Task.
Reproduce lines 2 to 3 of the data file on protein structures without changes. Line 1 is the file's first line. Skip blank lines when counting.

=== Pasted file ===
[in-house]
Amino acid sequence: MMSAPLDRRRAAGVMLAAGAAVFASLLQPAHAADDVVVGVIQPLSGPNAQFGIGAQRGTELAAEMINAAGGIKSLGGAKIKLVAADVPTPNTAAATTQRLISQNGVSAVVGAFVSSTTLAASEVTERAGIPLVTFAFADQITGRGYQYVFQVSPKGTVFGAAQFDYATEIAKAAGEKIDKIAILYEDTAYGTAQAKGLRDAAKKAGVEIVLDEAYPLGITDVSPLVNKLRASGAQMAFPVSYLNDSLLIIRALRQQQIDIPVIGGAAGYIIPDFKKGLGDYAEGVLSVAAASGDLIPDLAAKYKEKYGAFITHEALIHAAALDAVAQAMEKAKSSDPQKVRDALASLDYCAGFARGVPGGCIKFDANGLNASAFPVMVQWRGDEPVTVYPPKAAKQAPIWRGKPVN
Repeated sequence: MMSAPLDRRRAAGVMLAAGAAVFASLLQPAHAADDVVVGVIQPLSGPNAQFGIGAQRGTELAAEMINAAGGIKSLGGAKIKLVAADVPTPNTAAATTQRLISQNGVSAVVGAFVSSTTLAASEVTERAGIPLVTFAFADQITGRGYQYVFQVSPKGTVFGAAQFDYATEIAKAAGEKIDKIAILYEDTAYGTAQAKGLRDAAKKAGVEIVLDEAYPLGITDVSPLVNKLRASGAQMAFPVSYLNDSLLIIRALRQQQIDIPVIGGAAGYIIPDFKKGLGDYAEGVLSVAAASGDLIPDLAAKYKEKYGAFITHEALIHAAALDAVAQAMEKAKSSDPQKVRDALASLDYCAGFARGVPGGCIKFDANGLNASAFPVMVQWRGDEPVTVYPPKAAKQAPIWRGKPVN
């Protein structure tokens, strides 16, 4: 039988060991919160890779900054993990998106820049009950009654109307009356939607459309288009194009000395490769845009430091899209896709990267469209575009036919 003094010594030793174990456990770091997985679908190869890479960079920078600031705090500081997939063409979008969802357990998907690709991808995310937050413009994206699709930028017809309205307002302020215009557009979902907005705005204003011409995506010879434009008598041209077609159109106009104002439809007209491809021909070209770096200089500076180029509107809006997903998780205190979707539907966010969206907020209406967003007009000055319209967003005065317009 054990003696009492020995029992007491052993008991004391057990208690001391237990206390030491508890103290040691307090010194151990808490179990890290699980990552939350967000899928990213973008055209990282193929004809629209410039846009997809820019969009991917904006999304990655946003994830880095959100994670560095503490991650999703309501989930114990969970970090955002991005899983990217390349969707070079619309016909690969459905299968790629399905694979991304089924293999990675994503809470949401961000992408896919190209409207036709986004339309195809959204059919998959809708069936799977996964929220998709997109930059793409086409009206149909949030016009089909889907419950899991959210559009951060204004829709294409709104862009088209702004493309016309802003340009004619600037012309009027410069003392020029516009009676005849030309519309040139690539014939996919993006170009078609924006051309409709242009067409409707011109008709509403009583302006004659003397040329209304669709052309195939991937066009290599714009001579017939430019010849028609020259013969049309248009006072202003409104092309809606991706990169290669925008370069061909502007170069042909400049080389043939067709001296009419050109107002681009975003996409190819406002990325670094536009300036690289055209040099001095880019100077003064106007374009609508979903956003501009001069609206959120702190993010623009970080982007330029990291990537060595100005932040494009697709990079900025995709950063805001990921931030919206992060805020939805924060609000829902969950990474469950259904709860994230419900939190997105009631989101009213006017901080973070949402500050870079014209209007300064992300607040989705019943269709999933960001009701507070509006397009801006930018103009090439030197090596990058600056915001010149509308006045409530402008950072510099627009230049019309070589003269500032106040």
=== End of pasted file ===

Amino acid sequence: MMSAPLDRRRAAGVMLAAGAAVFASLLQPAHAADDVVVGVIQPLSGPNAQFGIGAQRGTELAAEMINAAGGIKSLGGAKIKLVAADVPTPNTAAATTQRLISQNGVSAVVGAFVSSTTLAASEVTERAGIPLVTFAFADQITGRGYQYVFQVSPKGTVFGAAQFDYATEIAKAAGEKIDKIAILYEDTAYGTAQAKGLRDAAKKAGVEIVLDEAYPLGITDVSPLVNKLRASGAQMAFPVSYLNDSLLIIRALRQQQIDIPVIGGAAGYIIPDFKKGLGDYAEGVLSVAAASGDLIPDLAAKYKEKYGAFITHEALIHAAALDAVAQAMEKAKSSDPQKVRDALASLDYCAGFARGVPGGCIKFDANGLNASAFPVMVQWRGDEPVTVYPPKAAKQAPIWRGKPVN
Repeated sequence: MMSAPLDRRRAAGVMLAAGAAVFASLLQPAHAADDVVVGVIQPLSGPNAQFGIGAQRGTELAAEMINAAGGIKSLGGAKIKLVAADVPTPNTAAATTQRLISQNGVSAVVGAFVSSTTLAASEVTERAGIPLVTFAFADQITGRGYQYVFQVSPKGTVFGAAQFDYATEIAKAAGEKIDKIAILYEDTAYGTAQAKGLRDAAKKAGVEIVLDEAYPLGITDVSPLVNKLRASGAQMAFPVSYLNDSLLIIRALRQQQIDIPVIGGAAGYIIPDFKKGLGDYAEGVLSVAAASGDLIPDLAAKYKEKYGAFITHEALIHAAALDAVAQAMEKAKSSDPQKVRDALASLDYCAGFARGVPGGCIKFDANGLNASAFPVMVQWRGDEPVTVYPPKAAKQAPIWRGKPVN